"We saw combat for 11 months straight, with no rest," recalled Bunda, who was awarded the Silver Star following one of the unit's bloody campaigns.
Souza said there were at least 200 Americans and more than 100 British soldiers in his POW camp.
"It was a village but there were no fences, just roving guards. I guess we were so far north -- where would we go? There were eight or nine soldiers assigned to a room. We slept on the dirt floor. The walls were made of straw and mud.
"Meals were sorghum or rice with bugs. Once we had potatoes with rice for about two months. Then there were just carrots and rice and then peanuts and rice ... It was so cold that we had to sleep next to each other to stay warm."
Souza said the days were spent "scrounging for firewood" or playing softball with the ball fashioned from leather from a boot and a bat that was once a tree branch.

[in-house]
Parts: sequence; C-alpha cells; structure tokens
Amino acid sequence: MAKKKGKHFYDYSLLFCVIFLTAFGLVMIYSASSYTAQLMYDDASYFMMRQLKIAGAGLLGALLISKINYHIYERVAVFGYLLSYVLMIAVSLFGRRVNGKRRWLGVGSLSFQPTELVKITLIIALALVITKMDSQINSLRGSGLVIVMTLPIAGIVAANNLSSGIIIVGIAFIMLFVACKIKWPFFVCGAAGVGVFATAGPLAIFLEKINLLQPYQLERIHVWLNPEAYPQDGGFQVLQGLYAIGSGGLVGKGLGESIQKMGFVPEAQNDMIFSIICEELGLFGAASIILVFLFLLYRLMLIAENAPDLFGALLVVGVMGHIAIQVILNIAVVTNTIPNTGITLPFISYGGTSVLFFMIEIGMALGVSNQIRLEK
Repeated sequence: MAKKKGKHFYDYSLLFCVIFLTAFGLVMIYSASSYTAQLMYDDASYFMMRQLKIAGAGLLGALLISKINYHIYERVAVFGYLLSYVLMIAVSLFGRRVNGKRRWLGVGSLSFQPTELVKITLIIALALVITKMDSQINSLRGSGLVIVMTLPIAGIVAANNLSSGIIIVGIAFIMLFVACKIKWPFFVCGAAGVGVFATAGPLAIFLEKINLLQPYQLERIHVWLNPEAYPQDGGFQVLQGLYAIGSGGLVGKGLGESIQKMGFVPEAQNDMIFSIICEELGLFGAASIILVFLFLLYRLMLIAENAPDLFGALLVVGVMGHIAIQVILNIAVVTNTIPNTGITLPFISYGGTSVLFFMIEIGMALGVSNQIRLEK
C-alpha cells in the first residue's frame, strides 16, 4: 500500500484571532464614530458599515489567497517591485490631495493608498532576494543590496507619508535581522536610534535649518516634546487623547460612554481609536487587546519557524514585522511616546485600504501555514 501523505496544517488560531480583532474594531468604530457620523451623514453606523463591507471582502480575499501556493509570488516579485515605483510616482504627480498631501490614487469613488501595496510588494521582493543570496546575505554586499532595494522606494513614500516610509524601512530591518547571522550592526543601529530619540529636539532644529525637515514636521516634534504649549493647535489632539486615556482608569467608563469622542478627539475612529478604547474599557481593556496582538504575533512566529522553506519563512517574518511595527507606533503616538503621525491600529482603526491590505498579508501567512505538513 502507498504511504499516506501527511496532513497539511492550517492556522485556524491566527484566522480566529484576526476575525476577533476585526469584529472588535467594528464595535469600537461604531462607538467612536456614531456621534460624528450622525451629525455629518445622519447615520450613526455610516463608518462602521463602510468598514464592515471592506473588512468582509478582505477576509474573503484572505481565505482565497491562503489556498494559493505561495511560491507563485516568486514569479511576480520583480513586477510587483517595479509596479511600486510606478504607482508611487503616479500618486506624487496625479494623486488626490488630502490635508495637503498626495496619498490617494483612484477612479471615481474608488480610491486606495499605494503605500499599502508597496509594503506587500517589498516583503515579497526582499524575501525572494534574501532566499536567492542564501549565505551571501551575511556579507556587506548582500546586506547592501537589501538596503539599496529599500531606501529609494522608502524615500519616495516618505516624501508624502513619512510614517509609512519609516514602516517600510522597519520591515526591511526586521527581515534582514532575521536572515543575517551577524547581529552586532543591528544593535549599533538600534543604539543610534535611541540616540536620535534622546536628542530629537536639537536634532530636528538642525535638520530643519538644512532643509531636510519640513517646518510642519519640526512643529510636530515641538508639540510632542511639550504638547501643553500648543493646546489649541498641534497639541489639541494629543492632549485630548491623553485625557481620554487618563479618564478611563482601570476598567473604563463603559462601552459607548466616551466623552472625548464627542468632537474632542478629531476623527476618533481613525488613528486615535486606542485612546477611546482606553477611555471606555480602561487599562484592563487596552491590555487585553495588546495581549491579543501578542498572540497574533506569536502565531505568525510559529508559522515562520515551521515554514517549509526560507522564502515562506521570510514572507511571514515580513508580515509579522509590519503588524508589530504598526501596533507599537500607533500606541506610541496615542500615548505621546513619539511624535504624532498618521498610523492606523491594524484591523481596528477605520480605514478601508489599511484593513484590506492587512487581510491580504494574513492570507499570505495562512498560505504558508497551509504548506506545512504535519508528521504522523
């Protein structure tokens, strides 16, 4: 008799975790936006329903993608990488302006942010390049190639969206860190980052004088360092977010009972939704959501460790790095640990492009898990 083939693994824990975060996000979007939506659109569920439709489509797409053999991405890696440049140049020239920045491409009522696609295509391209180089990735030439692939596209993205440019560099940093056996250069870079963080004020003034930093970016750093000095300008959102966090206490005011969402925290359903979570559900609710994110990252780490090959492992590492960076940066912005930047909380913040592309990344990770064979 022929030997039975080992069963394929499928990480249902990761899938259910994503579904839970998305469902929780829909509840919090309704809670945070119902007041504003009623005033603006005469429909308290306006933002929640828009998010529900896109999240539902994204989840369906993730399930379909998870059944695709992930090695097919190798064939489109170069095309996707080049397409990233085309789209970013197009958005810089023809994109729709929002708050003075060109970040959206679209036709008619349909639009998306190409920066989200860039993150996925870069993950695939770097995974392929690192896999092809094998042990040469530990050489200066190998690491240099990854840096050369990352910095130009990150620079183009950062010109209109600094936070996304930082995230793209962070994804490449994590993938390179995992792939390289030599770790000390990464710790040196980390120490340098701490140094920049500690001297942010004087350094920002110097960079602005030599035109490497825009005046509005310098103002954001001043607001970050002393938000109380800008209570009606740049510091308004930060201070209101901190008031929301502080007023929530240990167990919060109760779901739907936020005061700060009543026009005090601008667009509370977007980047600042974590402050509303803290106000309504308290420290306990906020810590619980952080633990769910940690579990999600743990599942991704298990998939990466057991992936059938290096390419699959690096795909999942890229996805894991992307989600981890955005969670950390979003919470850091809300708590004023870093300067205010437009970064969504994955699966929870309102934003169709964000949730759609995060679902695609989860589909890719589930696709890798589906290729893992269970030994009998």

"A lot of guys got sick and gave up," said Souza who was a prisoner from April 1951 to August 1953. "They just gave up.
"I tried to stay active. I moved around a lot. I wanted to go home, but I tried not to think about it so I wouldn't make myself sick ... You just kept on going. You wanted to go home, but you didn't allow yourself to think about it because it would only make you sick."
By Aug. 26, 1950, the 5th RCT was assigned to the 24th Infantry Division -- the first U.S. combat unit sent to Korea -- replacing the 34th Infantry Regiment and the 63rd Field Artillery Battalion.
The 5th RCT remained with the 24th Division until January, 1952, when it was assigned first to IX Corps and then later to X Corps until the Korean War ended.
The core of the 5th RCT was the 5th Infantry Regiment, the third-oldest regiment in the Army, dating back to the War of 1812.